Food assistance groups have
voiced concerns to U.S. Rep. Mike McIntyre regarding a continued and growing
need for nutrition services in southeastern North Carolina and uncertainty
about future funding for the nation’s food stamp program.
McIntyre, D-N.C., stopped
by the Food Bank of Central and Eastern North Carolina’s Wilmington location
Monday, Sept. 16, during a visit to Brunswick and New Hanover counties. He met
with representatives from the Food Bank and partner organizations in Brunswick,
Columbus, New Hanover and Pender counties for a roundtable discussion on the
need for hunger relief.
Food Bank President and
CEO Peter Werbicki asked McIntyre where he stood on a proposed 40 billion
reduction to the federal Supplemental Nutrition Assistance Program.
The House of
Representatives this week was scheduled to consider a bill to cut SNAP, a
program that traditionally has been part of the Farm Bill until Republican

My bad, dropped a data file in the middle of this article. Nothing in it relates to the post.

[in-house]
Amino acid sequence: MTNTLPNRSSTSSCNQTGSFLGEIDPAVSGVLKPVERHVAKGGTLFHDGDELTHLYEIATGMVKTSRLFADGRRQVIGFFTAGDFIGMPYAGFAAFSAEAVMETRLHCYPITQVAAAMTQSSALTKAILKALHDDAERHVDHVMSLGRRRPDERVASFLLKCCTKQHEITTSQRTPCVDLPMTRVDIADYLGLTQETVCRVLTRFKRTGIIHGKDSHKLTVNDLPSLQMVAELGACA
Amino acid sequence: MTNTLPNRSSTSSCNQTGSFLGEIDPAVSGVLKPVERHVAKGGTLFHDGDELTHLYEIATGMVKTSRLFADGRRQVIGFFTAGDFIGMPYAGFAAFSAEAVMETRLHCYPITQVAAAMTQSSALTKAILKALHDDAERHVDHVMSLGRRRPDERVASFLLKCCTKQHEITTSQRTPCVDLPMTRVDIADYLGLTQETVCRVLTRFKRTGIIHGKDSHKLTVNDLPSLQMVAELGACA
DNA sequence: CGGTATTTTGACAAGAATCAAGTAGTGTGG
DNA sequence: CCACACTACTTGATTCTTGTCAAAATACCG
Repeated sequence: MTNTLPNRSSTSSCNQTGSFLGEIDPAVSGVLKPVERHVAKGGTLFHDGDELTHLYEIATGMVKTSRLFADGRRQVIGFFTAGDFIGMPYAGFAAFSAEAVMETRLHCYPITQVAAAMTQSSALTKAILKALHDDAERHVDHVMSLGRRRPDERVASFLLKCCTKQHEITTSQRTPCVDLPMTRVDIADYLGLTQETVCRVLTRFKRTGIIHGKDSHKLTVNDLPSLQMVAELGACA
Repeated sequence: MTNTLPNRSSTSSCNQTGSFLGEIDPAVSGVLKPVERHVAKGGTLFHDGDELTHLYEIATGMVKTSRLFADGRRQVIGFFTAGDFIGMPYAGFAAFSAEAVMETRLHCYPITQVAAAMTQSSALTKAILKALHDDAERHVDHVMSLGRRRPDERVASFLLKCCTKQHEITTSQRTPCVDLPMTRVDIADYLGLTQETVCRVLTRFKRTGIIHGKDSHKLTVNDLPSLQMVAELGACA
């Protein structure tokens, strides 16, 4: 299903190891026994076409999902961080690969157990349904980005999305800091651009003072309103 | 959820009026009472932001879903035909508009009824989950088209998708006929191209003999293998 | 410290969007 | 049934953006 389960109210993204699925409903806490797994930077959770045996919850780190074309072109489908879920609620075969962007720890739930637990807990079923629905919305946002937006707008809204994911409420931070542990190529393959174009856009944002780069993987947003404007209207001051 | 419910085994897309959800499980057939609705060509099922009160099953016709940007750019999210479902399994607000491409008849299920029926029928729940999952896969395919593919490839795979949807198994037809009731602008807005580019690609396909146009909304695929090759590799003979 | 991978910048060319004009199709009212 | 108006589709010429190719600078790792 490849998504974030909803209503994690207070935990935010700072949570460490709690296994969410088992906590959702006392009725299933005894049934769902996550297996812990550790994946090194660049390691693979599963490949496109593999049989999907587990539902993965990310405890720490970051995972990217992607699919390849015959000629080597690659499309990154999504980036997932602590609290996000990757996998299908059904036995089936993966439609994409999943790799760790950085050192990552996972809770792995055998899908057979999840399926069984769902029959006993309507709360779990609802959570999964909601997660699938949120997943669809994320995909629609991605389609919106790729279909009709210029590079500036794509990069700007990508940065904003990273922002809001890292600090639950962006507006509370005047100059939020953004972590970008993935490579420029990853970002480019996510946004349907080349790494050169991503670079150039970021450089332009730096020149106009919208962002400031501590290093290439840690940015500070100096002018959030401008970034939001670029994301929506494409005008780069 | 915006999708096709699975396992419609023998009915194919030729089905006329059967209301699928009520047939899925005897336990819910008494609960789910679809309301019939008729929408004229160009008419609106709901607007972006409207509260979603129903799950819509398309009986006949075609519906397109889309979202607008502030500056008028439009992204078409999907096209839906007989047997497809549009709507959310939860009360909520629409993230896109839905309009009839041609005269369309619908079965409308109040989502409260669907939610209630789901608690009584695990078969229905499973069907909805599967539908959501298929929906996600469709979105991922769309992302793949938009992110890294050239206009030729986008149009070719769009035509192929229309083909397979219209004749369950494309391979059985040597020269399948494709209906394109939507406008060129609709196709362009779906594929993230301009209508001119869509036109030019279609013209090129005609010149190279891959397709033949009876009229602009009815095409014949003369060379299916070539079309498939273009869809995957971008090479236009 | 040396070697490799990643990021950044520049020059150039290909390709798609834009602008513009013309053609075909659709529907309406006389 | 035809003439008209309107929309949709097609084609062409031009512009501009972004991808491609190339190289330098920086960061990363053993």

leadership split them into separate measures, McIntyre’s office said.
“There is a movement afoot
that I’m very concerned about that would completely cut out any of that food
program as part of the Farm Bill,” McIntyre told Food Bank members and partners,
adding that is why he had voted against the Farm Bill this past summer.
“Now where we are, it’s
not just the $40 billion,” McIntyre added. “I’m afraid it’s going to be
possibly double that. If I voted against it earlier when they cut it out, you
can be sure I’m not going to vote for cutting out twice as much.”
McIntyre said he could
give no specific numbers yet and that he would find out more during upcoming conference
included Rick Zigler of Mother Hubbard’s Cupboard in Wilmington, who said the
volunteer organization had a growing demand and was relocating to a new
Roy Tucker of the
Southport Oak Island Interchurch Fellowship said the nation should increase the
minimum wage to help lessen the need for nutrition assistance.
“Long term, we’ve got to
get people away from food pantries and food stamps,” Tucker said.